Saturday, 21 August 2010

Behold your king

Just over 2 1/2 years ago, I began teaching through Mark's gospel in the Kijiji slum in Nairobi. Then we moved to Eldoret, and I began again from the start of the book, preaching on Sunday mornings when it was my "turn".

We've now reached chapter 11, where Jesus at last enters Jerusalem, the end of a long road - openly showing and declaring himself (and having the people declare him) to be the promised Messiah, come now to bring salvation to God's people, riding the donkey of prophecy (Zechariah 9:9). It feels like we've been travelling with him for those years as the disciples did - watching, listening and learning. The repeated teachings about the true nature of the Messiah's kingdom and what real Christ-honouring service means - in contrast to what the natural expectation of blind, fallen man is - has made a deep impression on me and I hope on my hearers, which I pray will bear lasting fruit for us all.

Two interesting things I learnt - firstly, riding a donkey does not in itself signify poverty or self-abasement; Solomon was set on a donkey when he inherited the kingdom from his father David (1 Kings 1:33); in fact, all the king's sons did (2 Samuel 13:29). Secondly, the popular idea (I read it in John Wesley's notes) that the same crowd that shouted out "Hosanna" later shouted out "crucify him!" is nothing more than a speculation, and an unlikely one on the face of it - the gospels tell us that those who welcomed Jesus as the Messiah were those who came up to Jerusalem with him; those who shouted "crucify him!" a few days later were the allies of the rulers in Jerusalem.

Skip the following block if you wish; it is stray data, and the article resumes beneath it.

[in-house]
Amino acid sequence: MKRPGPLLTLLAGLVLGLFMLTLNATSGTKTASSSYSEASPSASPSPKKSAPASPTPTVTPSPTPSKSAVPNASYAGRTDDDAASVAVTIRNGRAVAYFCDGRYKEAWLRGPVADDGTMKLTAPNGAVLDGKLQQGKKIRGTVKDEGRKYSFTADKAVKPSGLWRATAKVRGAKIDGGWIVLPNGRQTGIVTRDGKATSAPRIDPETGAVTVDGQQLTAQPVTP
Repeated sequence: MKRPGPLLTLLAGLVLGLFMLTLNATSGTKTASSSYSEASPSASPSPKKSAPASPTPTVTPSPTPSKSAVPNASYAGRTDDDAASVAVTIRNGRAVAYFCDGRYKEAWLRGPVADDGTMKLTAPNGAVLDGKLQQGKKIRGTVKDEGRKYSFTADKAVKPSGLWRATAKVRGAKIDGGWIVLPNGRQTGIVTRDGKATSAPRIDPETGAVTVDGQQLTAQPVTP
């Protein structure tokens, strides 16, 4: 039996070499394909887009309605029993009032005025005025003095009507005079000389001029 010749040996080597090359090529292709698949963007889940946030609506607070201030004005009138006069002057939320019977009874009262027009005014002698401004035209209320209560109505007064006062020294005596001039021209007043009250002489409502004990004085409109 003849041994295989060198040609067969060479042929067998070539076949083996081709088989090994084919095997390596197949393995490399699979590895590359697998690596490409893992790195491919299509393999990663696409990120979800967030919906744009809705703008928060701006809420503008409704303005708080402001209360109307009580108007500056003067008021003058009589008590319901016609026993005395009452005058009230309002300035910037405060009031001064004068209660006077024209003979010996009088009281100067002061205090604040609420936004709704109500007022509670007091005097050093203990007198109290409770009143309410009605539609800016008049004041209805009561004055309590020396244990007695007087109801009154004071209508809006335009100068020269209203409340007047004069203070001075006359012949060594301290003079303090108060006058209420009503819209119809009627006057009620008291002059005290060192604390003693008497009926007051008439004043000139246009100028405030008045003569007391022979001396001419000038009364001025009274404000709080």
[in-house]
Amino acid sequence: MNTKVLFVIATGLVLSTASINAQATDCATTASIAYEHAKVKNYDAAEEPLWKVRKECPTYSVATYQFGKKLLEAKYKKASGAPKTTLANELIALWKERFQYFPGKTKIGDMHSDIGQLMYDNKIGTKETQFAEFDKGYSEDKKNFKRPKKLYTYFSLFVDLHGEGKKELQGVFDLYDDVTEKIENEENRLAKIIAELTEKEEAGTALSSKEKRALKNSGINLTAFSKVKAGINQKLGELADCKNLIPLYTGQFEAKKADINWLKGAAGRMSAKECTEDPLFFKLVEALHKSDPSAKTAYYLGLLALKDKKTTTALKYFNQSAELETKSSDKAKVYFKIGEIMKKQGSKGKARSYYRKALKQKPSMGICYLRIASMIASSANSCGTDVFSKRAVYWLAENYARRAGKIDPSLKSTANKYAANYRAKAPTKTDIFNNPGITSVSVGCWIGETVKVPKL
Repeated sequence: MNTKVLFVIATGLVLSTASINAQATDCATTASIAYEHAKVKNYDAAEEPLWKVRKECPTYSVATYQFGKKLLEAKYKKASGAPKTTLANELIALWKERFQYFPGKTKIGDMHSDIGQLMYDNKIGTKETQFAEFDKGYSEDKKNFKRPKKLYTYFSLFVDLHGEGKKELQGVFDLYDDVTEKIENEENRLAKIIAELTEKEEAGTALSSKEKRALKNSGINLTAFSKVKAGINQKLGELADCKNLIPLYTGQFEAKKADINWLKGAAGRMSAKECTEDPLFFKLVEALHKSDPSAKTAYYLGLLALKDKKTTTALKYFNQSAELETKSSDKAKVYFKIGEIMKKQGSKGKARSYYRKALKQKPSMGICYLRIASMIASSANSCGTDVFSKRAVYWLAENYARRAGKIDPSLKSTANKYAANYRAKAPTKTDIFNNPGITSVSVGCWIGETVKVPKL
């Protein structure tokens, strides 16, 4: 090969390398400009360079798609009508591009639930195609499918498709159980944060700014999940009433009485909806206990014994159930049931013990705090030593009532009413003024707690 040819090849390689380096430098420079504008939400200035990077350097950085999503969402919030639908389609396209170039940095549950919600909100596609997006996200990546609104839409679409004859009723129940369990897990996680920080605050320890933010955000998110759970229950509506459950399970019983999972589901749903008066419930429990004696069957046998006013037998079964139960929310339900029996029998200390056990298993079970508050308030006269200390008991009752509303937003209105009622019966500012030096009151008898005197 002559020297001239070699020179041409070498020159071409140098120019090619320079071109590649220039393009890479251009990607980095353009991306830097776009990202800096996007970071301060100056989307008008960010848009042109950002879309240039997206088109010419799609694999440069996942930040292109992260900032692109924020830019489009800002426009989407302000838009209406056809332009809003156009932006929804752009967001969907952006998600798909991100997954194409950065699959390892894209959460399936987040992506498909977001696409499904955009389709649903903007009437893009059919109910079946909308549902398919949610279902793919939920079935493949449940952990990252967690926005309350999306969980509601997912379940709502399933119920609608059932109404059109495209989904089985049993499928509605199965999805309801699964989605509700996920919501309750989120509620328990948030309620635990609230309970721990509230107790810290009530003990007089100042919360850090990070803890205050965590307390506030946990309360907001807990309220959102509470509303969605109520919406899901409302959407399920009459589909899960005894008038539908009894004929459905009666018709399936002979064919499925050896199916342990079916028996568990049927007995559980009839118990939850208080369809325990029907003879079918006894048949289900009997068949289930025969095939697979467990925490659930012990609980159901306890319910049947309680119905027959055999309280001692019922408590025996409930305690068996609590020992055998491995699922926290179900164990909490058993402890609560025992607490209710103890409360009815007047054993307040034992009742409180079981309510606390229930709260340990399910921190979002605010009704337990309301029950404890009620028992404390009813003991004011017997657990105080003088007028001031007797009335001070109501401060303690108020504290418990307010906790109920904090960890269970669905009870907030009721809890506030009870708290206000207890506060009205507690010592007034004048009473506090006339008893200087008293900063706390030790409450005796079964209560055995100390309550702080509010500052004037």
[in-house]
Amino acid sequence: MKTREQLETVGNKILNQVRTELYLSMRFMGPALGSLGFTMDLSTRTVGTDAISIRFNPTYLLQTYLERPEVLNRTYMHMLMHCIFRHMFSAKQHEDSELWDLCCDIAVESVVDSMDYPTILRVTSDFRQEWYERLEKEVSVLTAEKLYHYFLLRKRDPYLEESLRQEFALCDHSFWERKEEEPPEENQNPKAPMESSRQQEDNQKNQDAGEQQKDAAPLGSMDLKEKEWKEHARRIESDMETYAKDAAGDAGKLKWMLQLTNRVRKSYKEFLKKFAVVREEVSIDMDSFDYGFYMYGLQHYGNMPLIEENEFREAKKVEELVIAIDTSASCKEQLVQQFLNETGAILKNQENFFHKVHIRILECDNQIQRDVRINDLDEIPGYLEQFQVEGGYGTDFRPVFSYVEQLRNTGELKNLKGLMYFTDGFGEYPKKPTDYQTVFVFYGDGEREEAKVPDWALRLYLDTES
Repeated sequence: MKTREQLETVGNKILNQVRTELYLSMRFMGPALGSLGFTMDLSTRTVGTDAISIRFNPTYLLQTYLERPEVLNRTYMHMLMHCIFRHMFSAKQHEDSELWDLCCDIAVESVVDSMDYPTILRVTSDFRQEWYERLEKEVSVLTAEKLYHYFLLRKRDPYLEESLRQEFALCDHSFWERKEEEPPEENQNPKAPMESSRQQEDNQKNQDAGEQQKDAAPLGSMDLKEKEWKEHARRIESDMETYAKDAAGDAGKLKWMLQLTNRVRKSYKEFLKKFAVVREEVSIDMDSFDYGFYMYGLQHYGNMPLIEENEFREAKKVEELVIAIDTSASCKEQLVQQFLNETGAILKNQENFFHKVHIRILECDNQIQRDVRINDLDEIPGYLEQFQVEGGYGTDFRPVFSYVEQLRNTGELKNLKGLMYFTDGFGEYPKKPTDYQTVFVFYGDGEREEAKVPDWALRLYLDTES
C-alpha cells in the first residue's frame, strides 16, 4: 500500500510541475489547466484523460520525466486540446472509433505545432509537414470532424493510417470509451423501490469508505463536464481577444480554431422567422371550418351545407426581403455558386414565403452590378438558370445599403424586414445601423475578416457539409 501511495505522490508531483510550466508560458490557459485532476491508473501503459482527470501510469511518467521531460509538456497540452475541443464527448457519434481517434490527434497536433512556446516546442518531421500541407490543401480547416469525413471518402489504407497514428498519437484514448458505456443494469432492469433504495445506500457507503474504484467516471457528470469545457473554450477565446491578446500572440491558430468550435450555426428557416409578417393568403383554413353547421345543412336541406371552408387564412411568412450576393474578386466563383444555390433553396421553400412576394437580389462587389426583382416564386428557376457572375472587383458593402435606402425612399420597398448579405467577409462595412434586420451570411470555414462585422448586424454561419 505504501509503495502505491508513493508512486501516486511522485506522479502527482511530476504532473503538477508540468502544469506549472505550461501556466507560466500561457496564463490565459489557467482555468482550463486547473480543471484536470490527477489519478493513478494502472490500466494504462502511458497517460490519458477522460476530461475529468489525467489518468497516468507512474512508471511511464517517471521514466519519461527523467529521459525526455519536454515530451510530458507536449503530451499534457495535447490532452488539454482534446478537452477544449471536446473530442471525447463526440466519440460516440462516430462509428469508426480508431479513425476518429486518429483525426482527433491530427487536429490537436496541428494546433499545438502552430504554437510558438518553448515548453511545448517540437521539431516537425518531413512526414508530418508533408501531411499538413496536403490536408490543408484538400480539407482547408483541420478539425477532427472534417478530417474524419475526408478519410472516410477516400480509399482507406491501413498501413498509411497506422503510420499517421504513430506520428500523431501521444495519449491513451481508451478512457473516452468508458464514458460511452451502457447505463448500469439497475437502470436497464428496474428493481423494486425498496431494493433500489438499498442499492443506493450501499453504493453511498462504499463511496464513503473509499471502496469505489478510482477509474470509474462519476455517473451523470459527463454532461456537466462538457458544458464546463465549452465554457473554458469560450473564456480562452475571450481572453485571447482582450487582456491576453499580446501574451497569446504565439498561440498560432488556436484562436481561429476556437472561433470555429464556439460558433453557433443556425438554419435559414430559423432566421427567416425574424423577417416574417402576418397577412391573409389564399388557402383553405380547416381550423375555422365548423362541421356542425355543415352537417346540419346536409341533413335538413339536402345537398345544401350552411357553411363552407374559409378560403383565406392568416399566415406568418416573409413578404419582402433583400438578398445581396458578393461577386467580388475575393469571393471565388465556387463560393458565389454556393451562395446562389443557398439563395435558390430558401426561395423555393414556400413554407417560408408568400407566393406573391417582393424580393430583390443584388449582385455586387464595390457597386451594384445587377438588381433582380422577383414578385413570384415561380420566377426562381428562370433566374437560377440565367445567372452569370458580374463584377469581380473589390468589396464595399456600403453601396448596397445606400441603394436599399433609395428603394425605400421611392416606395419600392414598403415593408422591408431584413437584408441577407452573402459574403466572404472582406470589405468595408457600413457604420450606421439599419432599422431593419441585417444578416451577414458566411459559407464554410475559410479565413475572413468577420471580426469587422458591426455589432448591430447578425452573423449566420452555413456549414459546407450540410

Now that we've reached this great moment, it's quite thrilling. For a long time, Jesus was content - actually deliberately chose - to remain away from open controversy and centres where premature attention would be drawn to him. But now, as the true king of Israel and of the covenant, and now that the planned time had arrived to ratify that covenant with his blood, he mounted the king's donkey and deliberately presented himself to the capital of Israel, God's chosen city, as the one for whom they had been waiting. The rulers complained and then schemed when Messianic praise was given to him - but the "nobodies" who had been waiting long for this moment rejoiced and could not keep quiet with their shouts of praise as the so-long longed-for King now strolled in to - at last - inaugurate his kingdom. This is especially exciting when you preach to lots of this world's "nobodies".

That kingdom was to be brought in through a painful cross, of which Jesus in those proceeding times had spoken often, though with so little understanding even from his nearest. But understand it or not, the kingdom had arrived. That ultimately meant devastating judgment for those who did not want it - but liberty and life now to be freely given to those who were waiting. Which are you? To the unbelieving eye, a carepenter-cum-popular-preaching was riding on a young animal into the city. To the eye that God had opened, the king was about to ascend his throne. Which do you see?

No comments: